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The primary concern for investors remains the ‘fiscal cliff’. Under the worst case scenario of gridlock in Washington, D.C., some $600 billion in tax hikes and expenditure cuts will go into effect in early 2013. Under these circumstances a feeble U.S. economy would go once again into recession.

One negative outcome of all this uncertainty is that U.S. companies, despite rock-bottom interest rates, have hoarded about $1.7 trillion in cash. Judging from the performance of the U.S. markets lately, investors may be spooked by a possible increase in taxes on dividend and capital gains.  

On Thursday, President Obama reiterated that he would not roll over tax cuts for the wealthiest Americans. The problem is that implementing the President’s tax ideas do not come any where near plugging the deficit. For example, taxing the rich and getting rid of tax breaks for corporations would only make a dent on the mammoth deficit.

It is in this context that a report by Erskine Bowles and former Senator Alan Simpson assumes center stage. They have suggested a calibrated approach for bringing down the trillion dollar plus annual budget deficit. The two recommend a combination of spending cuts and tax increases.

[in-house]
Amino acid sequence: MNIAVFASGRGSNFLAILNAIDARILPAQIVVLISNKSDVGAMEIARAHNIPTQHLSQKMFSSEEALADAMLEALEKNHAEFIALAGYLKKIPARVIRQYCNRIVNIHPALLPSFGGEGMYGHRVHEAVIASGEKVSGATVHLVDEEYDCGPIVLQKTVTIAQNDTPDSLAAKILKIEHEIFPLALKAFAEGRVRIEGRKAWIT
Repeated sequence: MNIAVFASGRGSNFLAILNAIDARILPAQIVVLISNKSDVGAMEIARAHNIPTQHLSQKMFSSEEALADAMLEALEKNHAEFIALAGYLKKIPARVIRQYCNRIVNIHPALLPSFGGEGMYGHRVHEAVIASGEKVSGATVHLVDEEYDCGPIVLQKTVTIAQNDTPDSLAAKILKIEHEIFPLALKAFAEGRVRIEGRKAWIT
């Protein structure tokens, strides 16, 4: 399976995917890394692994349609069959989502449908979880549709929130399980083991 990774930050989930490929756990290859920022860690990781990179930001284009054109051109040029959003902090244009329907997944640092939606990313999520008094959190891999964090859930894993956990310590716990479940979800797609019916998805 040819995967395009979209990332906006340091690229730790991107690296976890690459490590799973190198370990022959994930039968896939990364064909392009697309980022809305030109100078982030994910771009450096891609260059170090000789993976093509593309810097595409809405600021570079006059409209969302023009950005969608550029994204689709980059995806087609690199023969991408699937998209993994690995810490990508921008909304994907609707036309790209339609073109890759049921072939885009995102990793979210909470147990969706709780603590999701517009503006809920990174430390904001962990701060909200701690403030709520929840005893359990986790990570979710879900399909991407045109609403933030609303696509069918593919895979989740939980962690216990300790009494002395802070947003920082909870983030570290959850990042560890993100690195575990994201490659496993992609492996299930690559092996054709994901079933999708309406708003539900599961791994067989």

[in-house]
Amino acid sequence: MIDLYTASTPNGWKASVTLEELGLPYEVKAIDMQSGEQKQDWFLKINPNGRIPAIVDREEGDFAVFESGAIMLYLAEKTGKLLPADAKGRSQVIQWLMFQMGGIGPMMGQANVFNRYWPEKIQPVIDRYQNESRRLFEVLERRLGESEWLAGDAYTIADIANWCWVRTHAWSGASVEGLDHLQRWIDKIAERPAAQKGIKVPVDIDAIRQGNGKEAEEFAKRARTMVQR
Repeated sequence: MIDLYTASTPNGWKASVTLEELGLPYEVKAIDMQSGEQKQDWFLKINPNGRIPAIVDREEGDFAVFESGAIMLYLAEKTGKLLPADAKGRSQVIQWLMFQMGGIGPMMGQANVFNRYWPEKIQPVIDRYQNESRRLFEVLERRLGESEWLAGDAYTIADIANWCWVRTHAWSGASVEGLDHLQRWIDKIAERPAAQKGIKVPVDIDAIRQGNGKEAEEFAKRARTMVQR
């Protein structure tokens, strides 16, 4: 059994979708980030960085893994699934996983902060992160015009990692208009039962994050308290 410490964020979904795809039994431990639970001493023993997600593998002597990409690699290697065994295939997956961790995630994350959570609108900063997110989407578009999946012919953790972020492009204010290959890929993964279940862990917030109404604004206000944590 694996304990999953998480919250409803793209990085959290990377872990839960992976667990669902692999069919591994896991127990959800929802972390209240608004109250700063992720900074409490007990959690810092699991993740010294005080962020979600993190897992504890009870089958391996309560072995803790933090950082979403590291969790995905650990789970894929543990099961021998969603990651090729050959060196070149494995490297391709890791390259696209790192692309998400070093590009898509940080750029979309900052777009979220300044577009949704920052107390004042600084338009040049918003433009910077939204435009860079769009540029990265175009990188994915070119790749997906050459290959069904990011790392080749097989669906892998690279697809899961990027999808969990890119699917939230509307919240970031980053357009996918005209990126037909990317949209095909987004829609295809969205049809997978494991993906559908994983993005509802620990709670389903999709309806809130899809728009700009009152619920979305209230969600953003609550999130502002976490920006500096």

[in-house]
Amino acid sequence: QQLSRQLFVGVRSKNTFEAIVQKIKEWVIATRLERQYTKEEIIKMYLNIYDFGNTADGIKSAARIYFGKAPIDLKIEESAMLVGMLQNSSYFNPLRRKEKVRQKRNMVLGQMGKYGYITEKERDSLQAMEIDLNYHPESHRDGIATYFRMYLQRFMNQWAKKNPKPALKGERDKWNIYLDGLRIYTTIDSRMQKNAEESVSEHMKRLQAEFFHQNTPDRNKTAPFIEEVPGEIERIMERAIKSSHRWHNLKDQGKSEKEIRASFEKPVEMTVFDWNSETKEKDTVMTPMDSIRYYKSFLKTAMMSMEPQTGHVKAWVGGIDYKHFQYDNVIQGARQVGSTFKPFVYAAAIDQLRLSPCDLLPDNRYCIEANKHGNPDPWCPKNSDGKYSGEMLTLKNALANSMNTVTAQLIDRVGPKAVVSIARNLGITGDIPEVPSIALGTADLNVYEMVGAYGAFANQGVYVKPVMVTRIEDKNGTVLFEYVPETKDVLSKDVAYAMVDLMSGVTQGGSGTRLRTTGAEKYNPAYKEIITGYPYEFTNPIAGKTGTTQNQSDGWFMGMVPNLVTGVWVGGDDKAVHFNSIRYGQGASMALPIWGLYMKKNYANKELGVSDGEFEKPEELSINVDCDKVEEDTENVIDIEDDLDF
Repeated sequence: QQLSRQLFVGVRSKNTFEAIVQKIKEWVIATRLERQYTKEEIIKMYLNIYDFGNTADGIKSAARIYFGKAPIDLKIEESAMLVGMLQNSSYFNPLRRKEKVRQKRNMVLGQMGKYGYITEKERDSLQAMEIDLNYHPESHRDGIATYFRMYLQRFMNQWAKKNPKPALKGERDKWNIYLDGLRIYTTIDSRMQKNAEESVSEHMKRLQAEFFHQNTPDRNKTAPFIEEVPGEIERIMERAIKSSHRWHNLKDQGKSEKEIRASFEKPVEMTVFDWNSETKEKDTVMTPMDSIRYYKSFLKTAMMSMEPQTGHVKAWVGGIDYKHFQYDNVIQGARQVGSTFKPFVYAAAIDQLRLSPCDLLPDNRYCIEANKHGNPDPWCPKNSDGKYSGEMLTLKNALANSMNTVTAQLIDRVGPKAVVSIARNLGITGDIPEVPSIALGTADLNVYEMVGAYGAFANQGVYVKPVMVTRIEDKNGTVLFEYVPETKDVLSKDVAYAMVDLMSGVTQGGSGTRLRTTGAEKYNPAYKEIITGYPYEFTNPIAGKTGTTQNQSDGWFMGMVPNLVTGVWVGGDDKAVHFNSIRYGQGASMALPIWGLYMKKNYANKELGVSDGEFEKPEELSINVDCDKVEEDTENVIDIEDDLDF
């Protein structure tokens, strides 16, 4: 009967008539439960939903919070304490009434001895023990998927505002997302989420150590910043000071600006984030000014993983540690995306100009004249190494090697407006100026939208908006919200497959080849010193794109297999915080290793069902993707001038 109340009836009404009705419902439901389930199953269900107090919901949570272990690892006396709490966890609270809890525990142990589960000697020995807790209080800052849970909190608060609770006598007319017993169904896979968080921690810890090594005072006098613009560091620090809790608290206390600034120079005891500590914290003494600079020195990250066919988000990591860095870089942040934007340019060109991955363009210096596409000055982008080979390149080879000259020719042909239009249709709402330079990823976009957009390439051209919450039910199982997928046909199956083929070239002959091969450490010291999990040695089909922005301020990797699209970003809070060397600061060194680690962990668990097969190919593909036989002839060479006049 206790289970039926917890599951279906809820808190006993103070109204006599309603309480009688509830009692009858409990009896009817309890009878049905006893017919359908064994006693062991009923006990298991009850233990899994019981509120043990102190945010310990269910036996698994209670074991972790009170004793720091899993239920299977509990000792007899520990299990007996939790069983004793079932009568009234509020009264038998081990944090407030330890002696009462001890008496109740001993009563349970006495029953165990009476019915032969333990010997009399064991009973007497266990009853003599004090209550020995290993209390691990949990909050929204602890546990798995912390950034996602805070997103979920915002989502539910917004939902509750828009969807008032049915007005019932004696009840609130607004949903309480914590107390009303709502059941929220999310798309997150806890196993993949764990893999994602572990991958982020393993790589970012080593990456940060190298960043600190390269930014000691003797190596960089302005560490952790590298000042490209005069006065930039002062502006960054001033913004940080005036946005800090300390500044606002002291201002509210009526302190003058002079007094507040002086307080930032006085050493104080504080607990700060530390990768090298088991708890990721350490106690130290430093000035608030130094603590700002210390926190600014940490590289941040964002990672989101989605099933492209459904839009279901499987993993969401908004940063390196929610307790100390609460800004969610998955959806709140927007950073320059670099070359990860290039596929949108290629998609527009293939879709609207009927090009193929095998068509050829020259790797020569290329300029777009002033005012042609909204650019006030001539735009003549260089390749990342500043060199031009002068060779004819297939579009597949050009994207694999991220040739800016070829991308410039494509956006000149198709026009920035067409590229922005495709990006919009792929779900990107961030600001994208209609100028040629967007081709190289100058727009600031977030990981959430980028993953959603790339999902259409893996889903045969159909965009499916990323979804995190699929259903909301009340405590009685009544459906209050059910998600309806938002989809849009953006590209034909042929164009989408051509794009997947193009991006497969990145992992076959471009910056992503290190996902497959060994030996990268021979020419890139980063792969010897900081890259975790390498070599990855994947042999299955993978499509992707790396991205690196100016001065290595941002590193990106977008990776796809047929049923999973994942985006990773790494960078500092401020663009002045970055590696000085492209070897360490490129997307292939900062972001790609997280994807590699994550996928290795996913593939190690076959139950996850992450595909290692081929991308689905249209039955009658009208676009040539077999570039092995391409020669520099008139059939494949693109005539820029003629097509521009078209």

The duo has suggested reform in five critical areas: trimming healthcare expenses (which may consume as much as 25% of GDP), reforming social security (people are living a lot longer today than at the time when the system was devised), curtailing the defense bill, reforming the tax laws and managing the ever growing compound interest burden on the national debt.      

While a solution to the impasse would be the favored approach, we recognize that there is a possibility that a bi-partisan compromise may not be reached. In that case, the Administration may simply claim that the national interest was subverted by the taxes on the rich debate. In any case, following the demise of the Bush era tax cuts, the Administration would get to collect some of the sought-after revenue.  

Credit rating agencies must contend with the current uncertainty. Standard & Poor’s Rating Services, a part of The McGraw-Hill Companies, Inc. currently retains a AA+ local and foreign currency rating. Moody's Corp. (MCO - Analyst Report) has a negative outlook on the U.S. at present.  

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